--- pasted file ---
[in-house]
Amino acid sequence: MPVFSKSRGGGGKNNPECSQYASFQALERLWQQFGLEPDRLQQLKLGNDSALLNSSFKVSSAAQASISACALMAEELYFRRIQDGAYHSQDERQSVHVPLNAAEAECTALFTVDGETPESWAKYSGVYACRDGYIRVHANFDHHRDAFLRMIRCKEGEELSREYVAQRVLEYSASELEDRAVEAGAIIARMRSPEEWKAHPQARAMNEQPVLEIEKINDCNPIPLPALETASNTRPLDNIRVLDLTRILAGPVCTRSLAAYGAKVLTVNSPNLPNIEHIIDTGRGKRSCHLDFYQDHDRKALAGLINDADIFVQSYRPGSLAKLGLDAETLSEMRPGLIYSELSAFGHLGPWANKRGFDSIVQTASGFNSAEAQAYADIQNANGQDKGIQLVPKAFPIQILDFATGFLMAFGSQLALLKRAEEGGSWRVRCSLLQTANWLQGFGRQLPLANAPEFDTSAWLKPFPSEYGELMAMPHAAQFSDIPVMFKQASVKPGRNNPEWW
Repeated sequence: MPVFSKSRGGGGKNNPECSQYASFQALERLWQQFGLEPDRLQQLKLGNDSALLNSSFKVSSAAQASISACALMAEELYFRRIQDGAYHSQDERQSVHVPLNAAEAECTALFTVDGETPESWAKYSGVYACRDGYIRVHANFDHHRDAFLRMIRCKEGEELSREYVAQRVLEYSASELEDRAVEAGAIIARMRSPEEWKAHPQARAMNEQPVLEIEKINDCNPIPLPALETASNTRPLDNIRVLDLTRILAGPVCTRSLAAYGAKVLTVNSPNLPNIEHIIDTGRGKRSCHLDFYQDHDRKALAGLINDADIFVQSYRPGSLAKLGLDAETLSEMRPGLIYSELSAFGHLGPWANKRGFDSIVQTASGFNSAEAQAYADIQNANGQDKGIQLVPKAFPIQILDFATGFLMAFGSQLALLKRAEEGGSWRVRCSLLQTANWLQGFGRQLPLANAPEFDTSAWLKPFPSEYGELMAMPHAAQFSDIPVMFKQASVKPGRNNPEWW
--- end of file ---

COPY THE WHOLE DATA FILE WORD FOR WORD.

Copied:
[in-house]
Amino acid sequence: MPVFSKSRGGGGKNNPECSQYASFQALERLWQQFGLEPDRLQQLKLGNDSALLNSSFKVSSAAQASISACALMAEELYFRRIQDGAYHSQDERQSVHVPLNAAEAECTALFTVDGETPESWAKYSGVYACRDGYIRVHANFDHHRDAFLRMIRCKEGEELSREYVAQRVLEYSASELEDRAVEAGAIIARMRSPEEWKAHPQARAMNEQPVLEIEKINDCNPIPLPALETASNTRPLDNIRVLDLTRILAGPVCTRSLAAYGAKVLTVNSPNLPNIEHIIDTGRGKRSCHLDFYQDHDRKALAGLINDADIFVQSYRPGSLAKLGLDAETLSEMRPGLIYSELSAFGHLGPWANKRGFDSIVQTASGFNSAEAQAYADIQNANGQDKGIQLVPKAFPIQILDFATGFLMAFGSQLALLKRAEEGGSWRVRCSLLQTANWLQGFGRQLPLANAPEFDTSAWLKPFPSEYGELMAMPHAAQFSDIPVMFKQASVKPGRNNPEWW
Repeated sequence: MPVFSKSRGGGGKNNPECSQYASFQALERLWQQFGLEPDRLQQLKLGNDSALLNSSFKVSSAAQASISACALMAEELYFRRIQDGAYHSQDERQSVHVPLNAAEAECTALFTVDGETPESWAKYSGVYACRDGYIRVHANFDHHRDAFLRMIRCKEGEELSREYVAQRVLEYSASELEDRAVEAGAIIARMRSPEEWKAHPQARAMNEQPVLEIEKINDCNPIPLPALETASNTRPLDNIRVLDLTRILAGPVCTRSLAAYGAKVLTVNSPNLPNIEHIIDTGRGKRSCHLDFYQDHDRKALAGLINDADIFVQSYRPGSLAKLGLDAETLSEMRPGLIYSELSAFGHLGPWANKRGFDSIVQTASGFNSAEAQAYADIQNANGQDKGIQLVPKAFPIQILDFATGFLMAFGSQLALLKRAEEGGSWRVRCSLLQTANWLQGFGRQLPLANAPEFDTSAWLKPFPSEYGELMAMPHAAQFSDIPVMFKQASVKPGRNNPEWW